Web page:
With Wall Street investors suddenly feeling squeamish about risk in the wake of the mortgage crisis, lenders are returning to prehousing boom qualification standards — including requiring borrowers to have good credit.
Mortgage companies are very reluctant to give a subprime loan — designed for higher-risk borrowers — to anyone with a credit score below 620, said Greg McBride, senior financial analyst at Bankrate.com. And some won’t touch anything below 660, he said.
“There are no quick fixes,” McBride said. “There is no liposuction for credit scores.”
But there are steps potential home buyers, looking to qualify for a loan or a better interest rate, can take to improve their credit scores.
Experts say the best thing a person can do is pay bills on time.
How a person pays his bills and the amount of money he owes relative to how much credit he has available count as 65 percent of the score, McBride said.
Other factors considered are the length of credit history, the mix of credit like car loans, mortgages and credit cards, and new credit applications.
Taking out too many new credit applications shows a person is in the market for credit and there may be problems, McBride said. On the flip side, having a number of credit cards isn’t necessarily a problem because it increases the amount of available credit relative to a person’s debt.
If a person is shopping around for the best rate on a particular loan and does it within a 30-day period, then multiple applications are counted as one inquiry on the credit report.
People looking to improve their credit scores should also focus on paying down debt and increasing their savings cushions, McBride said.
“It’s OK to take six months with the idea of putting yourself on better financial footing before taking the plunge into homeownership,” he said.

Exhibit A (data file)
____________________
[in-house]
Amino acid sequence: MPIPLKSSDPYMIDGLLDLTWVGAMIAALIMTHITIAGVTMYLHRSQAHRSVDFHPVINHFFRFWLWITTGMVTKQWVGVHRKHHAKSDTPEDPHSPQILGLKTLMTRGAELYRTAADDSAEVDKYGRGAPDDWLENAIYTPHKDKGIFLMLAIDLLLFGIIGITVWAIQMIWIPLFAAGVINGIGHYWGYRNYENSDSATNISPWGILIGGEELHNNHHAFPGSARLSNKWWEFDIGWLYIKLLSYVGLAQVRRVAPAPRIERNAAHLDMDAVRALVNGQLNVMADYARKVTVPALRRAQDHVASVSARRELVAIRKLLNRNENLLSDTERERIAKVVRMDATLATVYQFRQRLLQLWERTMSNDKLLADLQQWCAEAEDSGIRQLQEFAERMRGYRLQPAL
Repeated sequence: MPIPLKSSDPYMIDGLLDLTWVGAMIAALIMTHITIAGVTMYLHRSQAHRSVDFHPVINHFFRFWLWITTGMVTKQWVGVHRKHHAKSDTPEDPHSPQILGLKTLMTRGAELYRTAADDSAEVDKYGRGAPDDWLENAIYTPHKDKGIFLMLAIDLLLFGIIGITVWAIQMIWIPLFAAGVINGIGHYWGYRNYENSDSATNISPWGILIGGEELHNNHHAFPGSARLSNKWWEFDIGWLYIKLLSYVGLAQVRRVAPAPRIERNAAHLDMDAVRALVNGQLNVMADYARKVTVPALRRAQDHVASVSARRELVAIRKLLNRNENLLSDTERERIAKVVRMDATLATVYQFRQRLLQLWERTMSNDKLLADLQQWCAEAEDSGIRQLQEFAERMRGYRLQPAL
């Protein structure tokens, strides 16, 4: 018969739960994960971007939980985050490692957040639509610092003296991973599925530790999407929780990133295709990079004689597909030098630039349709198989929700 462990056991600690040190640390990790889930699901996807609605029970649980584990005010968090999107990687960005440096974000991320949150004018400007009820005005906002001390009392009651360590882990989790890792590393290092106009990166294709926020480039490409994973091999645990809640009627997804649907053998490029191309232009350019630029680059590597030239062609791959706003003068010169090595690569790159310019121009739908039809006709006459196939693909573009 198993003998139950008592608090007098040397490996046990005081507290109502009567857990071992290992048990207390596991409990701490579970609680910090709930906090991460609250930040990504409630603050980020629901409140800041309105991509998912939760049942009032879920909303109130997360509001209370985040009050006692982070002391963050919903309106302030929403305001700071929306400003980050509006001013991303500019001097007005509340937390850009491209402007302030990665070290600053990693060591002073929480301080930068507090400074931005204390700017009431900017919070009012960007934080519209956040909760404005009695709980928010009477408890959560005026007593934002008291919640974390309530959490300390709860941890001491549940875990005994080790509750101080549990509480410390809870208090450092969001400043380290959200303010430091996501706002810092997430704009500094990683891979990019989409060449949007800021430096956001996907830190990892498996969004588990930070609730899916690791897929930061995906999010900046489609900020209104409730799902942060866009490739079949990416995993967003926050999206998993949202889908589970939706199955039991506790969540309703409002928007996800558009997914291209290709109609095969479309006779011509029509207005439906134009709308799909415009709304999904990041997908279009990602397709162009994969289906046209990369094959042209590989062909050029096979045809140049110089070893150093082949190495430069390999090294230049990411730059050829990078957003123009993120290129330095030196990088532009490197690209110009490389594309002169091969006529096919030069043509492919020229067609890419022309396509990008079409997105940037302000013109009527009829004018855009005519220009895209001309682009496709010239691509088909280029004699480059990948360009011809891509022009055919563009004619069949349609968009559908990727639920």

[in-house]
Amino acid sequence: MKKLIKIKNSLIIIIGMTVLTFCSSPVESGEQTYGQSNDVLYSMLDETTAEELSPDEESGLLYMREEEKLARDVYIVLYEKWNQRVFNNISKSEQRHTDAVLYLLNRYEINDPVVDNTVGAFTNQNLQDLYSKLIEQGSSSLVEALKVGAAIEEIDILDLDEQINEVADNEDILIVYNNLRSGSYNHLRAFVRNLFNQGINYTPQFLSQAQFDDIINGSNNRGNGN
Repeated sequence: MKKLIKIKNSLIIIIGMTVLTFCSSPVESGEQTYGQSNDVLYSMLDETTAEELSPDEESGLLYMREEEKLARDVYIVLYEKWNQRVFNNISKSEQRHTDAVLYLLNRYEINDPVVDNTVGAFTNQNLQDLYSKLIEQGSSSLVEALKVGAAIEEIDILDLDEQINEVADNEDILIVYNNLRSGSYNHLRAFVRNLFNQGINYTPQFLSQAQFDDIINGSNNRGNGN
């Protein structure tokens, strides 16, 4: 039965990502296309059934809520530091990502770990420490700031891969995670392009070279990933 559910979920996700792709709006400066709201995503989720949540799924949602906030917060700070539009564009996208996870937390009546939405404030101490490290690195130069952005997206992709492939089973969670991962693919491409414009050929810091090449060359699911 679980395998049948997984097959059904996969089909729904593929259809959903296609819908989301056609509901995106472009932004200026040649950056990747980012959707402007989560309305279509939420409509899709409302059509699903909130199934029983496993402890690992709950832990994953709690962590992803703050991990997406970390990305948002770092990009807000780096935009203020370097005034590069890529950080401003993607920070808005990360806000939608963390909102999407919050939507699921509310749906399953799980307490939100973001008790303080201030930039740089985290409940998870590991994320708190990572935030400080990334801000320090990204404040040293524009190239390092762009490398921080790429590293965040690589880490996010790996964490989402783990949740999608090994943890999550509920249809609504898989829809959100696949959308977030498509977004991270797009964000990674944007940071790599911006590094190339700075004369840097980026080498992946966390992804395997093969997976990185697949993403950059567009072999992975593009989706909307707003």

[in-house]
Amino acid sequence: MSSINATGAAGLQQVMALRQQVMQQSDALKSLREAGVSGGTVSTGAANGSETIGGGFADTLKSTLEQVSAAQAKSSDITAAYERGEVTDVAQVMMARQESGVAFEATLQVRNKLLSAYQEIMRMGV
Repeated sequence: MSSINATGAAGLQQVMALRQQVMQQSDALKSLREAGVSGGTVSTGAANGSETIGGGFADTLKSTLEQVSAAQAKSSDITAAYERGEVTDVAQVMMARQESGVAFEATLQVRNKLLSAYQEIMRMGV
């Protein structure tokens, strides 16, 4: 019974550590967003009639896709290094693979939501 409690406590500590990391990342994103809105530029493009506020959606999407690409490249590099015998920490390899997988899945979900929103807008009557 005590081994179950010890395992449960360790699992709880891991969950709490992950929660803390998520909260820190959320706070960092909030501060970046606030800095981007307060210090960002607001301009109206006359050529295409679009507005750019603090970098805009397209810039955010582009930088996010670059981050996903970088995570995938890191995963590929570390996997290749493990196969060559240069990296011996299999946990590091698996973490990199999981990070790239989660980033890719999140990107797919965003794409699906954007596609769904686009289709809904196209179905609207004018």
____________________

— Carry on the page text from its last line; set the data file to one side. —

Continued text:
Developing a budget using a simple Excel spreadsheet is a good way to track where money is going, said Patty Park president of the local chapter of the Financial Planning Association. Many people underestimate what they’re spending on items, such as eating out, Park said.
“I think it’s really hard to make purchase decisions if you don’t know where you’re spending your money,” she said.
If someone is making late payments, he should contact the lender, Park said. Many companies will make deals with borrowers because they want to maximize what they’re going to recover, she said.
Another important step to improving a credit score is regularly reviewing your credit report.
Each person in the United States is eligible to get a free copy of his or her credit report once every 12 months from the three major credit reporting agencies: TransUnion, Equifax and Experian. You can request a free report online at www.annualcreditreport.com.
Look for inaccurate information, such as late charges on bills that were actually paid on time or new accounts that you didn’t open, Park said.
“It’s a great way to catch potential identity theft,” she said.
If you only need to up your credit score by 20 points, simply correcting inaccurate items on the report might get you there, said Travis Plunkett, legislative director for the Consumer Federation of America.
The passage of time is also an advantage to borrowers.
The longer you’ve had established credit, the better, which can be a problem for students, first-home buyers and immigrants, Plunkett said.
The negative impacts from a hit to your credit report diminish over a seven-year period and become less severe each year, Plunkett said.
“Whereas if it happened last week, you’ve got a problem,” he said.